Police have urged the public to come forward with any information on radicalisation or suspicious behaviour after a Sunderland engineer was found guilty of terror charges.
Abdulrahman Alcharbat, who posted Islamic State propaganda videos on his Facebook news feed, despite repeated bans from the social media site, was convicted of terrorism offences yesterday and will be sentenced on December 14, 2018.
The engineer had been repeatedly warned that his "extremist" postings about the conflict in Syria contravened the social media site's rules and had his account suspended on occasions.
After counter-terrorism police raided his home at Noble Street, Sunderland, officers seized his phone and found a bomb-making manual titled "Easy Explosives".
Alcharbati was arrested by counter terrorism officers after he was suspected of being responsible for a number of posts he made on Facebook.
Police said Alcharbati posts, which were made in February 2017, were among 386 posts made between January 24 – February 26 2017. Over a hundred of these posts referred to either Daesh or martyrdom.
Officers said the account was suspended on a number of occasions by Facebook administrators and eventually permanently closed down in March 2017. His other online activity also illustrated his extremist mindset.
Head of Counter Terrorism Policing North East, Detective Chief Superintendent Martin Snowden said “Mr Alcharbati was sharing and publishing terrorist material via Facebook. This material actively encouraged others to carry out terrorist activity.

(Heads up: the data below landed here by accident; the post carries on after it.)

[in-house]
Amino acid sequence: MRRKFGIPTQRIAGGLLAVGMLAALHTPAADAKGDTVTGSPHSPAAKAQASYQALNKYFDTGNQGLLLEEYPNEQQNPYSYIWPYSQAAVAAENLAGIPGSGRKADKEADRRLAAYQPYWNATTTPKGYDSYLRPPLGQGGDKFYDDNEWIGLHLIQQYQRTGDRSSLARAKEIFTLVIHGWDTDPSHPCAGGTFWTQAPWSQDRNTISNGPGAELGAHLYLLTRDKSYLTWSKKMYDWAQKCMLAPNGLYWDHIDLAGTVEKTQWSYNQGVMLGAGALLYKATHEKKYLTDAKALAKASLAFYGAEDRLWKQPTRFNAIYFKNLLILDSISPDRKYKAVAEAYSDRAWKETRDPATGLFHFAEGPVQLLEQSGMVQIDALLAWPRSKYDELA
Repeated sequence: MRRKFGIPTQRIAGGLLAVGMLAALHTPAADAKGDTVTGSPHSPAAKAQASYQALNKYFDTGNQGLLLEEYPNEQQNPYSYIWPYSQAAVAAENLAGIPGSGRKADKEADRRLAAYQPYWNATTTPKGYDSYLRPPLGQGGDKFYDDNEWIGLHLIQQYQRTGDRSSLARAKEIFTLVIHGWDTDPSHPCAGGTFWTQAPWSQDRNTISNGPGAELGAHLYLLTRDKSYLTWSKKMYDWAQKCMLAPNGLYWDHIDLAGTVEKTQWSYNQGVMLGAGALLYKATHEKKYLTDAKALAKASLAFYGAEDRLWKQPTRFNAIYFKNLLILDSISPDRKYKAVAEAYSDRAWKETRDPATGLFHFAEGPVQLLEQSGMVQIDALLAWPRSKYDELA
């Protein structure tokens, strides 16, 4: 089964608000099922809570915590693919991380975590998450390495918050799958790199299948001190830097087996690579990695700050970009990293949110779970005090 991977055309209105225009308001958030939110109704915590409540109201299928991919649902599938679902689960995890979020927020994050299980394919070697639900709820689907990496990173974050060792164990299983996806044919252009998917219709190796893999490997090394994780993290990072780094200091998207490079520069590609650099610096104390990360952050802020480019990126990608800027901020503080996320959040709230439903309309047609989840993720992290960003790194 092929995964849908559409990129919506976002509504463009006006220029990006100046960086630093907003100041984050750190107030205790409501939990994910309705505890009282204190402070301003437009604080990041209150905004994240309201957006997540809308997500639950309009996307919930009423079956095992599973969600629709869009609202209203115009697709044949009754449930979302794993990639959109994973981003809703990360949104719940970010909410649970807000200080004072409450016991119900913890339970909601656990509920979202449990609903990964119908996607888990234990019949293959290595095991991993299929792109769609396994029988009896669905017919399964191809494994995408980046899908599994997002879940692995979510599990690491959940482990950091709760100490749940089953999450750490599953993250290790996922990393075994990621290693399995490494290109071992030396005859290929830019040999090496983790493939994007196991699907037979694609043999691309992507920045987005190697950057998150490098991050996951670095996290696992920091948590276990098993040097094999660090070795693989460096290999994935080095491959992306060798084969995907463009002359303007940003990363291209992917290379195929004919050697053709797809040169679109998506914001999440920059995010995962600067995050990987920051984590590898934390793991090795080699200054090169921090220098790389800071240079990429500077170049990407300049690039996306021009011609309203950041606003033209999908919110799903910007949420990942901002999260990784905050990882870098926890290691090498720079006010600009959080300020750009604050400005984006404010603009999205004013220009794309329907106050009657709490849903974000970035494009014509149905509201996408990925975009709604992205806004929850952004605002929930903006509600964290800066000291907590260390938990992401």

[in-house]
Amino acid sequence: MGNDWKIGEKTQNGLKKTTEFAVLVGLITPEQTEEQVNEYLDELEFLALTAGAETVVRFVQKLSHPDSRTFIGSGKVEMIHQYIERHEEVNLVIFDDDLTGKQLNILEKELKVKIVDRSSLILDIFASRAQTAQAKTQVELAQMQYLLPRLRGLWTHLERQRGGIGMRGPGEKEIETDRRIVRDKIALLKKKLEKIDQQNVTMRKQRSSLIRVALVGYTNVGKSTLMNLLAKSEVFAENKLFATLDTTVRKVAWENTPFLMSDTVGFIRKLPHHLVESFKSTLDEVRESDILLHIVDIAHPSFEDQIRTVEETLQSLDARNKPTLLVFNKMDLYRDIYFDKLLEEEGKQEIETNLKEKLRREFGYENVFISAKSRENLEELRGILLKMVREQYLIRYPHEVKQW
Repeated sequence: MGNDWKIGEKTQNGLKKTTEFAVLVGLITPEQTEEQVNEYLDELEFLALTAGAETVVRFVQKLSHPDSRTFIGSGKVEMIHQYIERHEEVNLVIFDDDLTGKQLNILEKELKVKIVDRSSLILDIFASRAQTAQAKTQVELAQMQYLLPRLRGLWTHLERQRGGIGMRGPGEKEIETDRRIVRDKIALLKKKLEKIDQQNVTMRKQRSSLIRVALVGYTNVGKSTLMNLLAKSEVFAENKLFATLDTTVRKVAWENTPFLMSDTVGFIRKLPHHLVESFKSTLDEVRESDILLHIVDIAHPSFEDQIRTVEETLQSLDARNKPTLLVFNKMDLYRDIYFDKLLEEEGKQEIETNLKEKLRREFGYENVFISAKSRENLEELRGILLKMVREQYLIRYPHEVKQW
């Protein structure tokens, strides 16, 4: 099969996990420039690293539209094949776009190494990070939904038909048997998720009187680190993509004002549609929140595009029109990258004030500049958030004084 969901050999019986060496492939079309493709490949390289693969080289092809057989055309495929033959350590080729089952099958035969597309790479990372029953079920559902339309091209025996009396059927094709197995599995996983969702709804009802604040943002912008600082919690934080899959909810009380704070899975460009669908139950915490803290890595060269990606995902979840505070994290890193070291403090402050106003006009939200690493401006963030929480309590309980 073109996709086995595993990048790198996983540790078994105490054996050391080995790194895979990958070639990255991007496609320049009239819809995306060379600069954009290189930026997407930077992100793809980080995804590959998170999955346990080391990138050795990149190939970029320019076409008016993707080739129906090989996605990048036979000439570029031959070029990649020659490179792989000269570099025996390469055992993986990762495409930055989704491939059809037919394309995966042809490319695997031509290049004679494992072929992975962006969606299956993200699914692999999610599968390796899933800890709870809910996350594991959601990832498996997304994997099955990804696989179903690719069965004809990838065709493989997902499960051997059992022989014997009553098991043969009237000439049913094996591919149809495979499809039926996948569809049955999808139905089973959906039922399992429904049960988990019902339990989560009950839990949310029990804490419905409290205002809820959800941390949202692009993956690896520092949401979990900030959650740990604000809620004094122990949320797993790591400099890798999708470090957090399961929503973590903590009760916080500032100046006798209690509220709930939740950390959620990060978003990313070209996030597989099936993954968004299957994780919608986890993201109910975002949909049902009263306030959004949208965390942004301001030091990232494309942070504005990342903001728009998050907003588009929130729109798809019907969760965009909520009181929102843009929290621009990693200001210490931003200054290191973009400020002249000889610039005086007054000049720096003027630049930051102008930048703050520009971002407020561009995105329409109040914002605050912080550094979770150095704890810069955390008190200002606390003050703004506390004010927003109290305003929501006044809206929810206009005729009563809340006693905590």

"He was also found to have downloaded an instructional guide which contained detailed instructions on how to make a suicide vest.
"While there was no evidence to indicate the purpose for the possession of this material, or any intended distribution of it, the very fact that it was downloaded is deeply concerning. Possession of such material is a serious offence.
"Should it fall into the wrong hands it could present a very real risk to public safety. Public safety is our priority and we acted quickly in conjunction with Northumbria Police in this investigation to ensure this.
He added: “Terrorist groups such as Daesh rely heavily on their propaganda being shared online where it is used to radicalise, encourage support and provoke individuals to carry out attacks abroad and in the UK.
“Tackling extremist material is an essential part of protecting the public and preventing offences that incite or encourage acts of terrorism.
“The issue of online radicalisation is a serious one, but it is one that the public can really help us with. I would urge anyone who sees anything online that is concerning, to report it."
Terrorist-related material online can be reported anonymously to specialist officers via www.gov.uk/report-terrorism.
Any suspicious activity can also be reported to the police in confidence on 0800 789 321.
Assistant Chief Constable of Northumbria Police Helen McMillan said: “While offences of this nature are thankfully extremely rare in Northumbria, I hope today’s verdict will reassure the communities we serve that action will be taken when such activity is uncovered.
"If anyone notices any suspicious behaviour then we would ask them to remain vigilant and report it to the police in confidence on 0800 789 321 or by visiting www.gov.uk/ACT."
The senior officer said while the police will always seek to bring those suspected of criminal activity to court, if given the opportunity, intervention at an early stage can steer individuals away from becoming involved in terrorist activities and provide tailored assistance through a number of channels.
She added: "The earlier contact is made, the more likely police and partners can intervene and stop someone from being criminalised.
"If you have concerns about the path a loved one or friend could be taking, then you can seek help by calling your local police on 101."